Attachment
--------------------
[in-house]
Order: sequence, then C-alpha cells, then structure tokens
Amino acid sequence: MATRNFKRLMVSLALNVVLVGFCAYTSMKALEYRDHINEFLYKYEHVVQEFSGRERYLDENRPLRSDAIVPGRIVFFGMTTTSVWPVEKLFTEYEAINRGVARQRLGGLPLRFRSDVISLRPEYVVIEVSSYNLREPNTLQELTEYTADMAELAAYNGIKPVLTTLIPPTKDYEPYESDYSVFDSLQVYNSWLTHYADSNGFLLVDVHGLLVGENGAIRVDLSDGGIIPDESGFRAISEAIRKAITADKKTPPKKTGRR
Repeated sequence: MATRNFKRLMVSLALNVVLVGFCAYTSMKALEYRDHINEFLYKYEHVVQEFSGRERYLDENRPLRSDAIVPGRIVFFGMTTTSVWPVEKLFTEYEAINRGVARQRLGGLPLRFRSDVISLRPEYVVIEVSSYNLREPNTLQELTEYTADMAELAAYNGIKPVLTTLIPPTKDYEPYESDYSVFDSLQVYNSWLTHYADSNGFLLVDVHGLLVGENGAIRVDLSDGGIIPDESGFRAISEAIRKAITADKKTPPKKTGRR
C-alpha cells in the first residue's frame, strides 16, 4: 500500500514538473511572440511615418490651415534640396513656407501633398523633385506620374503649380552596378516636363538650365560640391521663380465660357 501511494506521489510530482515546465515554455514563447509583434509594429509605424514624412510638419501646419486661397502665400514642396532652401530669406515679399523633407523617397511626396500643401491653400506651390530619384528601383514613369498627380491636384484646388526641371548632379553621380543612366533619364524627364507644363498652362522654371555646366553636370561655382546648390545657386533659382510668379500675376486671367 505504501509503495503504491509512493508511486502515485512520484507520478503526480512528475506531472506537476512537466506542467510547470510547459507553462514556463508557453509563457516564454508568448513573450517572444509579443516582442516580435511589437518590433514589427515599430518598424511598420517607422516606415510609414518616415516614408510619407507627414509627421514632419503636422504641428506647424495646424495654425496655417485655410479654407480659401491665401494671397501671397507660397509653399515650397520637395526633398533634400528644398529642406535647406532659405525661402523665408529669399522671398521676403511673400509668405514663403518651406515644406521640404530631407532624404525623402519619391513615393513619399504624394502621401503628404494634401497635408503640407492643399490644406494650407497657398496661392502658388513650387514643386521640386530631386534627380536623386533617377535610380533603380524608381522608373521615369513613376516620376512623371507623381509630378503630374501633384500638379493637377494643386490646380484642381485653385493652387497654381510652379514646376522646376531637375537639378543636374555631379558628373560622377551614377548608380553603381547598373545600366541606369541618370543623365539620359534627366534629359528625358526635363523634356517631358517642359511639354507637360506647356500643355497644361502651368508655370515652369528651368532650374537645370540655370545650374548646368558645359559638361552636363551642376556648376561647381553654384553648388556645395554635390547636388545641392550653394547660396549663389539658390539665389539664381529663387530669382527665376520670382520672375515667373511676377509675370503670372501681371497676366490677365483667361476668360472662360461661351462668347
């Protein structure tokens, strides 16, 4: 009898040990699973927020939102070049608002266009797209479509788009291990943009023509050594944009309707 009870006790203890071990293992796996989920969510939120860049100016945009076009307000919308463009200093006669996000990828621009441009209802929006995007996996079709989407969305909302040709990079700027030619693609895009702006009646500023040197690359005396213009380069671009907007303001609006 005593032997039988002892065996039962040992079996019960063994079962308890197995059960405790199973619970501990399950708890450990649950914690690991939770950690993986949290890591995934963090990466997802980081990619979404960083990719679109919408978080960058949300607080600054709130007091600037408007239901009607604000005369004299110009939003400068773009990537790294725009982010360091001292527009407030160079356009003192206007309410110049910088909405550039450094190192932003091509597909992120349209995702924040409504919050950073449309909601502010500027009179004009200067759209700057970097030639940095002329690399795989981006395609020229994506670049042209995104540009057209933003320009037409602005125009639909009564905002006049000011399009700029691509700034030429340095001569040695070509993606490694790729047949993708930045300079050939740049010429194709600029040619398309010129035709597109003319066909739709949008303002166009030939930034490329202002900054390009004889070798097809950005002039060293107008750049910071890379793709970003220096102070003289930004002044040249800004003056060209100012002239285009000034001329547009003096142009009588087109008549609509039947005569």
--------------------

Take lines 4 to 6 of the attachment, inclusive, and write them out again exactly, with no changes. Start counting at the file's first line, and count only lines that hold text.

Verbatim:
Repeated sequence: MATRNFKRLMVSLALNVVLVGFCAYTSMKALEYRDHINEFLYKYEHVVQEFSGRERYLDENRPLRSDAIVPGRIVFFGMTTTSVWPVEKLFTEYEAINRGVARQRLGGLPLRFRSDVISLRPEYVVIEVSSYNLREPNTLQELTEYTADMAELAAYNGIKPVLTTLIPPTKDYEPYESDYSVFDSLQVYNSWLTHYADSNGFLLVDVHGLLVGENGAIRVDLSDGGIIPDESGFRAISEAIRKAITADKKTPPKKTGRR
C-alpha cells in the first residue's frame, strides 16, 4: 500500500514538473511572440511615418490651415534640396513656407501633398523633385506620374503649380552596378516636363538650365560640391521663380465660357 501511494506521489510530482515546465515554455514563447509583434509594429509605424514624412510638419501646419486661397502665400514642396532652401530669406515679399523633407523617397511626396500643401491653400506651390530619384528601383514613369498627380491636384484646388526641371548632379553621380543612366533619364524627364507644363498652362522654371555646366553636370561655382546648390545657386533659382510668379500675376486671367 505504501509503495503504491509512493508511486502515485512520484507520478503526480512528475506531472506537476512537466506542467510547470510547459507553462514556463508557453509563457516564454508568448513573450517572444509579443516582442516580435511589437518590433514589427515599430518598424511598420517607422516606415510609414518616415516614408510619407507627414509627421514632419503636422504641428506647424495646424495654425496655417485655410479654407480659401491665401494671397501671397507660397509653399515650397520637395526633398533634400528644398529642406535647406532659405525661402523665408529669399522671398521676403511673400509668405514663403518651406515644406521640404530631407532624404525623402519619391513615393513619399504624394502621401503628404494634401497635408503640407492643399490644406494650407497657398496661392502658388513650387514643386521640386530631386534627380536623386533617377535610380533603380524608381522608373521615369513613376516620376512623371507623381509630378503630374501633384500638379493637377494643386490646380484642381485653385493652387497654381510652379514646376522646376531637375537639378543636374555631379558628373560622377551614377548608380553603381547598373545600366541606369541618370543623365539620359534627366534629359528625358526635363523634356517631358517642359511639354507637360506647356500643355497644361502651368508655370515652369528651368532650374537645370540655370545650374548646368558645359559638361552636363551642376556648376561647381553654384553648388556645395554635390547636388545641392550653394547660396549663389539658390539665389539664381529663387530669382527665376520670382520672375515667373511676377509675370503670372501681371497676366490677365483667361476668360472662360461661351462668347
């Protein structure tokens, strides 16, 4: 009898040990699973927020939102070049608002266009797209479509788009291990943009023509050594944009309707 009870006790203890071990293992796996989920969510939120860049100016945009076009307000919308463009200093006669996000990828621009441009209802929006995007996996079709989407969305909302040709990079700027030619693609895009702006009646500023040197690359005396213009380069671009907007303001609006 005593032997039988002892065996039962040992079996019960063994079962308890197995059960405790199973619970501990399950708890450990649950914690690991939770950690993986949290890591995934963090990466997802980081990619979404960083990719679109919408978080960058949300607080600054709130007091600037408007239901009607604000005369004299110009939003400068773009990537790294725009982010360091001292527009407030160079356009003192206007309410110049910088909405550039450094190192932003091509597909992120349209995702924040409504919050950073449309909601502010500027009179004009200067759209700057970097030639940095002329690399795989981006395609020229994506670049042209995104540009057209933003320009037409602005125009639909009564905002006049000011399009700029691509700034030429340095001569040695070509993606490694790729047949993708930045300079050939740049010429194709600029040619398309010129035709597109003319066909739709949008303002166009030939930034490329202002900054390009004889070798097809950005002039060293107008750049910071890379793709970003220096102070003289930004002044040249800004003056060209100012002239285009000034001329547009003096142009009588087109008549609509039947005569």